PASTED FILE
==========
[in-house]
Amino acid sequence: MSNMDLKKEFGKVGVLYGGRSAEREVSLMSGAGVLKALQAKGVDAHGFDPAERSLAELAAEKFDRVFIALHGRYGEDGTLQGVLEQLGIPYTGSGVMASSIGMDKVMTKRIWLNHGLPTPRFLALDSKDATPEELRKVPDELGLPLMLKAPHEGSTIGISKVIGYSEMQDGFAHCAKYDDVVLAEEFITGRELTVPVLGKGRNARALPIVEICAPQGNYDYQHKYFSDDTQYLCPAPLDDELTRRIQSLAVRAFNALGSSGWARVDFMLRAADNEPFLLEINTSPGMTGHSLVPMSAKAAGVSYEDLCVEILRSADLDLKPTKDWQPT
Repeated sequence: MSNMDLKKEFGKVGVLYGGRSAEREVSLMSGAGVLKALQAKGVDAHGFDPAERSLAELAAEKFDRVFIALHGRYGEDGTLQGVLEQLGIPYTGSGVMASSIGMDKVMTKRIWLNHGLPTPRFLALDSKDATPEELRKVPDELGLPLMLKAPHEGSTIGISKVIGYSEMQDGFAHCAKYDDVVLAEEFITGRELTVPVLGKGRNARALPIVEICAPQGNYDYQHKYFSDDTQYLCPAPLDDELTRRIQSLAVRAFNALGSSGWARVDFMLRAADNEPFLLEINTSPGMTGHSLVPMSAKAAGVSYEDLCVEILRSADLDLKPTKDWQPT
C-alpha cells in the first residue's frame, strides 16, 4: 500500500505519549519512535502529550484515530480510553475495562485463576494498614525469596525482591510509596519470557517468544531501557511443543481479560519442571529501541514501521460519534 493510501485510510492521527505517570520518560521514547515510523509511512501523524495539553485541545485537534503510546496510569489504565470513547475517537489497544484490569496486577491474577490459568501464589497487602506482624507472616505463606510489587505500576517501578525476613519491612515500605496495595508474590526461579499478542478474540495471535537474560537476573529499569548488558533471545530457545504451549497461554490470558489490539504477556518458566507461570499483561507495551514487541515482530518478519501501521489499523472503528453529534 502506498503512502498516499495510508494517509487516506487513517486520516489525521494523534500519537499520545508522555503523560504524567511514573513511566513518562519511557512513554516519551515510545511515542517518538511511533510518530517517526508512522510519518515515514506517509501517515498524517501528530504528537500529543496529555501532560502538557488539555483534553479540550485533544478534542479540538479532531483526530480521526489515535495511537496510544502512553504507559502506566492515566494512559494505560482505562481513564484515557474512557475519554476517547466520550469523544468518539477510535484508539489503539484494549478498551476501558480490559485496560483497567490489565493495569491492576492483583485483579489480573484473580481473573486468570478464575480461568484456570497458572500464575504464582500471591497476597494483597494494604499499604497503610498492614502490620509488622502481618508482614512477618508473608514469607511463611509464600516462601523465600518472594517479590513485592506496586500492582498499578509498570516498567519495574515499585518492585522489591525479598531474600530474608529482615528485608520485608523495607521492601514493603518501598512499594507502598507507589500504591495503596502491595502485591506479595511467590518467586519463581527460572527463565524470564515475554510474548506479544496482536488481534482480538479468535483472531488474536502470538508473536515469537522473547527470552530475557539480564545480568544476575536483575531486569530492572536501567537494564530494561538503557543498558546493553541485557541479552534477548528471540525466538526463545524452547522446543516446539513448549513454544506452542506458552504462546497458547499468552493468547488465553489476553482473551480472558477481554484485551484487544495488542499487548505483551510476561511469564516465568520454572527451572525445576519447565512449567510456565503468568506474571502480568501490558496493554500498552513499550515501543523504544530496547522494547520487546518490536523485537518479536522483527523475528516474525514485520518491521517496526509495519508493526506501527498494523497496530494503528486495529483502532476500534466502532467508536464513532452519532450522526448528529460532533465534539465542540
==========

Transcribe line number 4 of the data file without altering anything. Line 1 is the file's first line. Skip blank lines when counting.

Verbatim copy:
C-alpha cells in the first residue's frame, strides 16, 4: 500500500505519549519512535502529550484515530480510553475495562485463576494498614525469596525482591510509596519470557517468544531501557511443543481479560519442571529501541514501521460519534 493510501485510510492521527505517570520518560521514547515510523509511512501523524495539553485541545485537534503510546496510569489504565470513547475517537489497544484490569496486577491474577490459568501464589497487602506482624507472616505463606510489587505500576517501578525476613519491612515500605496495595508474590526461579499478542478474540495471535537474560537476573529499569548488558533471545530457545504451549497461554490470558489490539504477556518458566507461570499483561507495551514487541515482530518478519501501521489499523472503528453529534 502506498503512502498516499495510508494517509487516506487513517486520516489525521494523534500519537499520545508522555503523560504524567511514573513511566513518562519511557512513554516519551515510545511515542517518538511511533510518530517517526508512522510519518515515514506517509501517515498524517501528530504528537500529543496529555501532560502538557488539555483534553479540550485533544478534542479540538479532531483526530480521526489515535495511537496510544502512553504507559502506566492515566494512559494505560482505562481513564484515557474512557475519554476517547466520550469523544468518539477510535484508539489503539484494549478498551476501558480490559485496560483497567490489565493495569491492576492483583485483579489480573484473580481473573486468570478464575480461568484456570497458572500464575504464582500471591497476597494483597494494604499499604497503610498492614502490620509488622502481618508482614512477618508473608514469607511463611509464600516462601523465600518472594517479590513485592506496586500492582498499578509498570516498567519495574515499585518492585522489591525479598531474600530474608529482615528485608520485608523495607521492601514493603518501598512499594507502598507507589500504591495503596502491595502485591506479595511467590518467586519463581527460572527463565524470564515475554510474548506479544496482536488481534482480538479468535483472531488474536502470538508473536515469537522473547527470552530475557539480564545480568544476575536483575531486569530492572536501567537494564530494561538503557543498558546493553541485557541479552534477548528471540525466538526463545524452547522446543516446539513448549513454544506452542506458552504462546497458547499468552493468547488465553489476553482473551480472558477481554484485551484487544495488542499487548505483551510476561511469564516465568520454572527451572525445576519447565512449567510456565503468568506474571502480568501490558496493554500498552513499550515501543523504544530496547522494547520487546518490536523485537518479536522483527523475528516474525514485520518491521517496526509495519508493526506501527498494523497496530494503528486495529483502532476500534466502532467508536464513532452519532450522526448528529460532533465534539465542540